• 47a. [Crate & Barrel purchase], PAN. I was thinking of furniture and throw pillows and dishes, but indeed my newest pans are cast iron ones from C&B.
  • 52d. [Evening things], TYING. Not the time between afternoon and night, not making a surface level. Tying the score. This one took me forever to suss out.

Four stars.

Randall J. Hartman’s CrosSynergy/Washington Post crossword, “Cambridge”—Ade’s write-up

CrosSynergy/Washington Post crossword solution, 03.09.15: "Cambridge"

CrosSynergy/Washington Post crossword solution, 03.09.15: “Cambridge”

Good day, everybody!  Hope you’re all well to begin the week. Today’s crossword puzzle, brought to us by Mr. Randall J. Hartman, makes us cross the bridge with our cameras in tow. Or, more straightforward, each of the theme answers are two-word entries in which the letters “CAM” span the two words, forming a sort of bridge. Speaking of Cambridge, I was supposed to be in Cambridge, Mass. this past Friday for the Yale-Harvard basketball game, but passed. Thank goodness I passed, because now those two will play AGAIN in nearby Philadelphia in a winner-take-all playoff to go to the NCAA Tournament. I know half of you are already turned off by the sports talk, so let me just list the theme answers right now to today’s grid!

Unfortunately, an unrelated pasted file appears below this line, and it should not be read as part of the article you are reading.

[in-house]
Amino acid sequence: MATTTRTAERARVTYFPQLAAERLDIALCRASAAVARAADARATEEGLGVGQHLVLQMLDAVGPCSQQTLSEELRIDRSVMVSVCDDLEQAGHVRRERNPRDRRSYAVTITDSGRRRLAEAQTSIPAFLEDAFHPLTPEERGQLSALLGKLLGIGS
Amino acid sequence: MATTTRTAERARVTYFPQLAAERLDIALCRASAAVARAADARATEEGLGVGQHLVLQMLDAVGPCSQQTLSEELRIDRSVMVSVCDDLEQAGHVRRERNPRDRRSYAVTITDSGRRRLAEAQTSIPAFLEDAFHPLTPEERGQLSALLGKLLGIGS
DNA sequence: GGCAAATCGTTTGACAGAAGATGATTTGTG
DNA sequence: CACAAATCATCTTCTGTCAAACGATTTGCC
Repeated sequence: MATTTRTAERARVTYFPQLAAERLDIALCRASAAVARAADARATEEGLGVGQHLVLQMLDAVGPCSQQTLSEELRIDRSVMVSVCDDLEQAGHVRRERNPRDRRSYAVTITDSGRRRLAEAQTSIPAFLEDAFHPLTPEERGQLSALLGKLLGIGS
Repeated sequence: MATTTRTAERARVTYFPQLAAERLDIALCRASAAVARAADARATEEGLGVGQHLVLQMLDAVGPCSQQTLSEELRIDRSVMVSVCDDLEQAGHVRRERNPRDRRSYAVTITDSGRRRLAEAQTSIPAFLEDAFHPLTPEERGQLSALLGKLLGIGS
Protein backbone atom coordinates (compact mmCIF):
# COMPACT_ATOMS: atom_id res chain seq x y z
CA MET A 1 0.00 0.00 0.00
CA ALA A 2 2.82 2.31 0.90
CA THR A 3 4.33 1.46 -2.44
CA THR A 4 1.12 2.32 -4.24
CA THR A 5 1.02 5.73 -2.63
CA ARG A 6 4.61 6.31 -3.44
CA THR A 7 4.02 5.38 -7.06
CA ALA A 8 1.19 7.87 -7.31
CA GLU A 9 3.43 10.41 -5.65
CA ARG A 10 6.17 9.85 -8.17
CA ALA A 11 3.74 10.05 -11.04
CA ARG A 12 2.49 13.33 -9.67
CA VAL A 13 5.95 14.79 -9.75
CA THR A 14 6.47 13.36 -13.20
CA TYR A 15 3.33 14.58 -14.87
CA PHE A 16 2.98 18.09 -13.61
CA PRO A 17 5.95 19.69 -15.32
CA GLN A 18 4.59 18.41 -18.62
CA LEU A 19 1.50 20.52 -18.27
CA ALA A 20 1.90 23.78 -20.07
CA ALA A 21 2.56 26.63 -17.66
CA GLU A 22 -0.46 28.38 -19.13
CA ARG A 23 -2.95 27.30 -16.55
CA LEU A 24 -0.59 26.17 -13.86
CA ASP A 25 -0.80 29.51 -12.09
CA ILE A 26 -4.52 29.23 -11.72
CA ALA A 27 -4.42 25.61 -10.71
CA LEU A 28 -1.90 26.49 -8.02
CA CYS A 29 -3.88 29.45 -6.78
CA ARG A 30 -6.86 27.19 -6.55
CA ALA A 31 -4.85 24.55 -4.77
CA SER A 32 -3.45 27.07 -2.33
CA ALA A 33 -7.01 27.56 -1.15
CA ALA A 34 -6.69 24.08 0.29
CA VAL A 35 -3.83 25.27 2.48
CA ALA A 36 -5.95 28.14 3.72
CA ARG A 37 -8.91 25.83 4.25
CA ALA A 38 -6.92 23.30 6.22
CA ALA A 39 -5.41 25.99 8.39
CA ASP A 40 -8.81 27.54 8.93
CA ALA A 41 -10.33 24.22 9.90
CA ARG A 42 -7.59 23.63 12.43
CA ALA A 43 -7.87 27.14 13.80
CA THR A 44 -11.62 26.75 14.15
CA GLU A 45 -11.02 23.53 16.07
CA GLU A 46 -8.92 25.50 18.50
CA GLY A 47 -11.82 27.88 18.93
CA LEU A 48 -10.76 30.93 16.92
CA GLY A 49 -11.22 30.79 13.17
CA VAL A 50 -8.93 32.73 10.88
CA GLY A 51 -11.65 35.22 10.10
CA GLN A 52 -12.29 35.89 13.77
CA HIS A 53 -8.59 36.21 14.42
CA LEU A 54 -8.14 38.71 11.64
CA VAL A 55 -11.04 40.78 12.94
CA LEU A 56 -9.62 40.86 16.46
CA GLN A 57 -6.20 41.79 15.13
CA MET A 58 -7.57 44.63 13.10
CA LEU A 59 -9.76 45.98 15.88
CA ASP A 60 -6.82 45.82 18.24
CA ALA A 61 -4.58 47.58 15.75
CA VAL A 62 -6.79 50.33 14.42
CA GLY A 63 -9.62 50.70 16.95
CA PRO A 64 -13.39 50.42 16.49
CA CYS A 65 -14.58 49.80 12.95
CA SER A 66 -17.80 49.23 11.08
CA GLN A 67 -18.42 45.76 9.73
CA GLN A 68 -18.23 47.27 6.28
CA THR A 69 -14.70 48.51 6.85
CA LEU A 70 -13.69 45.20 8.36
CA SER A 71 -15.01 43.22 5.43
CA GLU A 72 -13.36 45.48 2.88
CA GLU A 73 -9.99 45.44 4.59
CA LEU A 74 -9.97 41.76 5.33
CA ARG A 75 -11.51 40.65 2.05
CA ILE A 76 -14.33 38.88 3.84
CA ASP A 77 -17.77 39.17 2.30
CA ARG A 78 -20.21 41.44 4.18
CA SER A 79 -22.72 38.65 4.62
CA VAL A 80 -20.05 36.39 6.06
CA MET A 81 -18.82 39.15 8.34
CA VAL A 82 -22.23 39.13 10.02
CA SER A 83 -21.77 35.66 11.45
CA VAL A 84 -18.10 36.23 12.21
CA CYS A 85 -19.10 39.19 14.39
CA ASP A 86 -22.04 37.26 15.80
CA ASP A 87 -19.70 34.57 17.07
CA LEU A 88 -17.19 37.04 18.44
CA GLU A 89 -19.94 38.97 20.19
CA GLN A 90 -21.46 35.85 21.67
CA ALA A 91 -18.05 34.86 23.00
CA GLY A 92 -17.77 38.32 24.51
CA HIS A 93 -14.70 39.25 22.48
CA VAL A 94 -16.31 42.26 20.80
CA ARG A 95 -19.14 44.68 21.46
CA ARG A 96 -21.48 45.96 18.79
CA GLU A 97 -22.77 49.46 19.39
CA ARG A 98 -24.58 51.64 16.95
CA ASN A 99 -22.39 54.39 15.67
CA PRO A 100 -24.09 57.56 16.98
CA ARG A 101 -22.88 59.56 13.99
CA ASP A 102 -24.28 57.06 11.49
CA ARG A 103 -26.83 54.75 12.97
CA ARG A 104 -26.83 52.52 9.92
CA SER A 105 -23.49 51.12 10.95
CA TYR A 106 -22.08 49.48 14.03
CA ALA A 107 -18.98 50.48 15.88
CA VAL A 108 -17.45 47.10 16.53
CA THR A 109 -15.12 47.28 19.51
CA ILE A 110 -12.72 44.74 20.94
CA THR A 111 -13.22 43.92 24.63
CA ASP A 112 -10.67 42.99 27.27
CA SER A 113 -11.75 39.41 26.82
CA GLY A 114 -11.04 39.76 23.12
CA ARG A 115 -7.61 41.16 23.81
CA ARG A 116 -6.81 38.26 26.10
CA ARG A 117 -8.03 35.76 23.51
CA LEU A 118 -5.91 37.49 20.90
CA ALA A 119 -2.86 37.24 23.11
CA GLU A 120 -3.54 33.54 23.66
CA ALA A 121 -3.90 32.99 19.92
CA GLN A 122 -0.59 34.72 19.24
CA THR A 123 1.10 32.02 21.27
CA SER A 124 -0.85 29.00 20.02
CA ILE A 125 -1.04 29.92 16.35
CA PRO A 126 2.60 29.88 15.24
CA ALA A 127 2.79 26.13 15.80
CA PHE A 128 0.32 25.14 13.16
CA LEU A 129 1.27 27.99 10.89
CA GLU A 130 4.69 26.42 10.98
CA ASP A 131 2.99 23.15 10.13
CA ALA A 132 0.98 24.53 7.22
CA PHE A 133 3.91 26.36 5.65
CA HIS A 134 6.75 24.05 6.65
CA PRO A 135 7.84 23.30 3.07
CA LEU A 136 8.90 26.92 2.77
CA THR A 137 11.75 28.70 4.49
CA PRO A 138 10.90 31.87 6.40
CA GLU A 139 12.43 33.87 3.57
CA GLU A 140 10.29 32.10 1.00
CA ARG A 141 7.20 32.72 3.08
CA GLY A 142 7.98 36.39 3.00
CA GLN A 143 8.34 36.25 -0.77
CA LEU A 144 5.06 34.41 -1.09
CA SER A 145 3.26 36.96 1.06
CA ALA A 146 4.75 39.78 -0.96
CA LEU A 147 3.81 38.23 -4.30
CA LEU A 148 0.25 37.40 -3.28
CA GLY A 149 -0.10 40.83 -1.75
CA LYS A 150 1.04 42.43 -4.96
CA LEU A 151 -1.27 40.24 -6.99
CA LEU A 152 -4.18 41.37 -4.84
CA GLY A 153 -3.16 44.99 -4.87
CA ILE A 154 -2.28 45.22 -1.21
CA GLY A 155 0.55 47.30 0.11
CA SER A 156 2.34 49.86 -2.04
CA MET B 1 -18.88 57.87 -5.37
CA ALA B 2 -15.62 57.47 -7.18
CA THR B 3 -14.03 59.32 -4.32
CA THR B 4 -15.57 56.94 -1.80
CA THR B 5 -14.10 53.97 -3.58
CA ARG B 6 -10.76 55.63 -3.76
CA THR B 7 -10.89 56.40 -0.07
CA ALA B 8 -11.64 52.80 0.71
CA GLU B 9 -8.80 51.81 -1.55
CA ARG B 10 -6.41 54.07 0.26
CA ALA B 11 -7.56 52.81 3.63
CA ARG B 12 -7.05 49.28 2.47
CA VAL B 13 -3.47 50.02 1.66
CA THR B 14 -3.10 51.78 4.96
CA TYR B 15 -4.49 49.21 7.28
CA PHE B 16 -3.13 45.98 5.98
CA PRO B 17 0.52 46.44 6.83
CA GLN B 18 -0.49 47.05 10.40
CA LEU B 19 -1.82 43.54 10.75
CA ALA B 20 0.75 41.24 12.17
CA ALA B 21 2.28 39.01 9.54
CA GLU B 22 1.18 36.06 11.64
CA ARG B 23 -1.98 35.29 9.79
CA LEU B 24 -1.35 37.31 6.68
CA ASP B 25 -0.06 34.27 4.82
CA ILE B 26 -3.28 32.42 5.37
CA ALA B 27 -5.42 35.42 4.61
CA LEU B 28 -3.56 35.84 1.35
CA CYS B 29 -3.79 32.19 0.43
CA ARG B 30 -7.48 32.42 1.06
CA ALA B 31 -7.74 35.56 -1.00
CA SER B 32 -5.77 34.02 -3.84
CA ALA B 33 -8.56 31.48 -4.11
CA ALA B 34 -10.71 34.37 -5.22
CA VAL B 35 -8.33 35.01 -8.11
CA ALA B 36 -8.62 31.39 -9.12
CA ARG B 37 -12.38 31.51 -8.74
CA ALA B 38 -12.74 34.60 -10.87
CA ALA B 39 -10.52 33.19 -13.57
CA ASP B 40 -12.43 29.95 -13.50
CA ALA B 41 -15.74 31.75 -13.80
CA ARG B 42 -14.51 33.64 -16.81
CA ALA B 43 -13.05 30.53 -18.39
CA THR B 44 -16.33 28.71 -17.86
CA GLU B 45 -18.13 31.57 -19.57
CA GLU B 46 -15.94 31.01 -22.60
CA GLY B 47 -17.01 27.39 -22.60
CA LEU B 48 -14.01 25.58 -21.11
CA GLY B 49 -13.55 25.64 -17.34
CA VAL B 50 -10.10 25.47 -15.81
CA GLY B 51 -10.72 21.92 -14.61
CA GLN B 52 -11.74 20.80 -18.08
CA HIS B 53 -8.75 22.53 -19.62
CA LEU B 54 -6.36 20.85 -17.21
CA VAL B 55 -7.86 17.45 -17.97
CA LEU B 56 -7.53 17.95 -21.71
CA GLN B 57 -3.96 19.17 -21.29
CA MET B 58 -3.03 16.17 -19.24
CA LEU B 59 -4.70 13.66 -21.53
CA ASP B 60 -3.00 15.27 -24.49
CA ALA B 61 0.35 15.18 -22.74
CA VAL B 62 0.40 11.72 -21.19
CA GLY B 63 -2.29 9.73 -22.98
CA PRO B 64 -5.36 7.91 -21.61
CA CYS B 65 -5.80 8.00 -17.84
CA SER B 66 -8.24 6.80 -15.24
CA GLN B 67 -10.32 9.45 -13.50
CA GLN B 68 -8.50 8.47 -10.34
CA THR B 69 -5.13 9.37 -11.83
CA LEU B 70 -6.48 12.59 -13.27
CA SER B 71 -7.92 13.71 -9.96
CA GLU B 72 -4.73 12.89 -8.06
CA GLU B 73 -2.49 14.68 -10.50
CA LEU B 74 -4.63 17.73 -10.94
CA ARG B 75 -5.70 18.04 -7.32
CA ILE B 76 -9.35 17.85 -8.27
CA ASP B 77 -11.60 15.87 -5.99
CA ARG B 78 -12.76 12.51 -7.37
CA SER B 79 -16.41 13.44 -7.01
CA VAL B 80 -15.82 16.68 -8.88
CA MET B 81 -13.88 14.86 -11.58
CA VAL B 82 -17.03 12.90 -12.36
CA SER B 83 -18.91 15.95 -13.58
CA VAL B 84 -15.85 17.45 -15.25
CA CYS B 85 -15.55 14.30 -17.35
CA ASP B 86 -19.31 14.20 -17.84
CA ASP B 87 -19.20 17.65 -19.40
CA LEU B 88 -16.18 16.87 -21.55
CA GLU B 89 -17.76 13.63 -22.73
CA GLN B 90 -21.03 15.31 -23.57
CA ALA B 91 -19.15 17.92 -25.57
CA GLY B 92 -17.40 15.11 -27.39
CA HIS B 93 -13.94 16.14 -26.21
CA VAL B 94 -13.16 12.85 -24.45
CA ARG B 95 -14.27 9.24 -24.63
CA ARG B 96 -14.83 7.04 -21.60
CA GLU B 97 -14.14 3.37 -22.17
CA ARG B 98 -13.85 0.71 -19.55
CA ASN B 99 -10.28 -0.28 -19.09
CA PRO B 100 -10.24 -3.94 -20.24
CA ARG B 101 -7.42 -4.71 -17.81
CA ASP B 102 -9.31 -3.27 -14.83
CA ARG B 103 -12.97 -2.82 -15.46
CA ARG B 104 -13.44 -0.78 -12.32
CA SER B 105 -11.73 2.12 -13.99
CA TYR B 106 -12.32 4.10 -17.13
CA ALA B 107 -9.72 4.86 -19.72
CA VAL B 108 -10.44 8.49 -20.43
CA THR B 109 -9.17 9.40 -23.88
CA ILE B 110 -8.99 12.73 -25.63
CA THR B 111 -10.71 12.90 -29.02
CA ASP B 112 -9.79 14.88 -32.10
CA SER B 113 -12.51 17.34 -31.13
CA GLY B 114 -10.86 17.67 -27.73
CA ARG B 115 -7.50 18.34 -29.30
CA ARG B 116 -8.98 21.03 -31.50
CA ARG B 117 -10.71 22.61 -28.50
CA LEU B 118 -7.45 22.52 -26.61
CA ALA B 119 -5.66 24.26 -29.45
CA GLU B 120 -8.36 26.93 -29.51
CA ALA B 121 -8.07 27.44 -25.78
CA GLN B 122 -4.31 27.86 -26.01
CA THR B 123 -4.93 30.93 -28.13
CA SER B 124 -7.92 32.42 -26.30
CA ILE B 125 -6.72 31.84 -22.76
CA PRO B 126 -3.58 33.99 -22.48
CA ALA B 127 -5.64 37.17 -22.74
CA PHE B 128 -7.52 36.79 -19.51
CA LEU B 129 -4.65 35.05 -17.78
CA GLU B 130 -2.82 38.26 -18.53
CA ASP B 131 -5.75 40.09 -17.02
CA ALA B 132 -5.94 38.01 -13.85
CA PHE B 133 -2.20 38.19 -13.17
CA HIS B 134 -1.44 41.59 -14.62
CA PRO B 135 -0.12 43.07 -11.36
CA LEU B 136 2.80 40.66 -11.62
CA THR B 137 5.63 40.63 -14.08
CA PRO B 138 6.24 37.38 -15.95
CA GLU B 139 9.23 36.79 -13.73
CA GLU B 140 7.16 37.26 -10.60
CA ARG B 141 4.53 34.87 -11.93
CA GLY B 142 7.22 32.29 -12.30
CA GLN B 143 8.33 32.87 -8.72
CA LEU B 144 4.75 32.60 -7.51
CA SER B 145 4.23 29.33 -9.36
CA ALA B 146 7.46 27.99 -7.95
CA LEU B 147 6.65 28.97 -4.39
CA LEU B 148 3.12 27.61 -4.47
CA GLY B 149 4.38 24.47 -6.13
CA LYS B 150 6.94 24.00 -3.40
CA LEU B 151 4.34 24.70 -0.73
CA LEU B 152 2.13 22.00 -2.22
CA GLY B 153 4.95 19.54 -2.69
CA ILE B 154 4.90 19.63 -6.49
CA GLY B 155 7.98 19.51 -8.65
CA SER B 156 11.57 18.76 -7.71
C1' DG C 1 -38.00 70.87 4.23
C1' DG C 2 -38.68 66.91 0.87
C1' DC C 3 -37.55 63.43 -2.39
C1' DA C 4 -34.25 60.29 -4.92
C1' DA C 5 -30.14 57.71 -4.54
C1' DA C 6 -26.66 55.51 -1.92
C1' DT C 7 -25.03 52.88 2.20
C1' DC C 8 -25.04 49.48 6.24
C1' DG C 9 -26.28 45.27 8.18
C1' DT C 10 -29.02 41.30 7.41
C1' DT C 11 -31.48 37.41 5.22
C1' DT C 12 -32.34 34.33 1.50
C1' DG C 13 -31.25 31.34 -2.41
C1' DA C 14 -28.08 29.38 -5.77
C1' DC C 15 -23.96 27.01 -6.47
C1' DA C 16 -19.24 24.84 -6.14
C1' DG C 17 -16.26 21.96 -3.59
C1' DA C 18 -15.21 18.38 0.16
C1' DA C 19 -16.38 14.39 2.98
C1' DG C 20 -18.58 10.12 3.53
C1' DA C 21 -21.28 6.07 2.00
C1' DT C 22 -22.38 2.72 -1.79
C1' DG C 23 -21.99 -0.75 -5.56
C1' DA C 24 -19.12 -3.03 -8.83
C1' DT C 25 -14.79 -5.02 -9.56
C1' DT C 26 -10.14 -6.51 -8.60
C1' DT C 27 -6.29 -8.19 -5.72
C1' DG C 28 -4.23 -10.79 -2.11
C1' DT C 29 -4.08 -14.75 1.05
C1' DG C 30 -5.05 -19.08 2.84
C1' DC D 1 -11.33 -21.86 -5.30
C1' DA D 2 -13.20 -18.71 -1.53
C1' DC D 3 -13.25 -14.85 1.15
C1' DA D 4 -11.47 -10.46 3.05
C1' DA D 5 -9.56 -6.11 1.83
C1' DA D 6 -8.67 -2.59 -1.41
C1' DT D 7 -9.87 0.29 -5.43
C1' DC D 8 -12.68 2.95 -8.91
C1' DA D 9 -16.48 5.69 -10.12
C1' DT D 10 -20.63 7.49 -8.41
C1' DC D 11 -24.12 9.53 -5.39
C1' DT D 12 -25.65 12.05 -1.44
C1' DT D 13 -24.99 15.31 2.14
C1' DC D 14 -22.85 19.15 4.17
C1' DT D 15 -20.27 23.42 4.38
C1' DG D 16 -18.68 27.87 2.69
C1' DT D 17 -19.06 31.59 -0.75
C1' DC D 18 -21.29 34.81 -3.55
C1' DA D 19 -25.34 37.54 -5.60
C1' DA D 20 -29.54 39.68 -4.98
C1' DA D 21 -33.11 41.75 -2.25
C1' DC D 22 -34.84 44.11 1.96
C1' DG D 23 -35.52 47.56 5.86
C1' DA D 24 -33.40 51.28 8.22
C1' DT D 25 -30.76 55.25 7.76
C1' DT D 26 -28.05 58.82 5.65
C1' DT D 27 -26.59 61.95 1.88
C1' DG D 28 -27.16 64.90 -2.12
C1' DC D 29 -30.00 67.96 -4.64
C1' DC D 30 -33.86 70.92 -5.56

• YUCCA MOUNTAIN (20A: [Nevada nuclear waste repository site])
      • OAXACA, MEXICO (28A: [State bordering the Pacific])
      • VERONICA MARS (44A: [Kristin Bell TV series made into a 2014 movie])
      • KONICA MINOLTA (53A: [Big name in laser printers]) – Even today, I think of Konica Minolta more for its cameras than for its printers. I know my dad, who was a collector of antiques, had a few Minolta cameras lying around his bedroom while I was growing up.

In the past few weeks, a very popular answer on these grids has been O’TOOLE (45D: [Peter of “The Lion in Winter”]). Definitely a nice bit of trivia about two Supreme Court Justices being born in the same city, TRENTON, N.J. (43D: [Birthplace of Antonin Scalia and Samuel Alito]). This might be considered an unfortunate incident, but seeing PRINCIPAL made me think of the 1980s movie, The Principal, with James Belushi and Louis Gossett Jr. (11D: [Class action suit]). The clue for ‘principal’ was pretty good, though. I’ll try to remove those thoughts of the movie in my head by replacing it with the voice of Aimee Mann banging out “Voices Carry” with ‘TIL Tuesday (24A: [___ Tuesday (’80s pop group])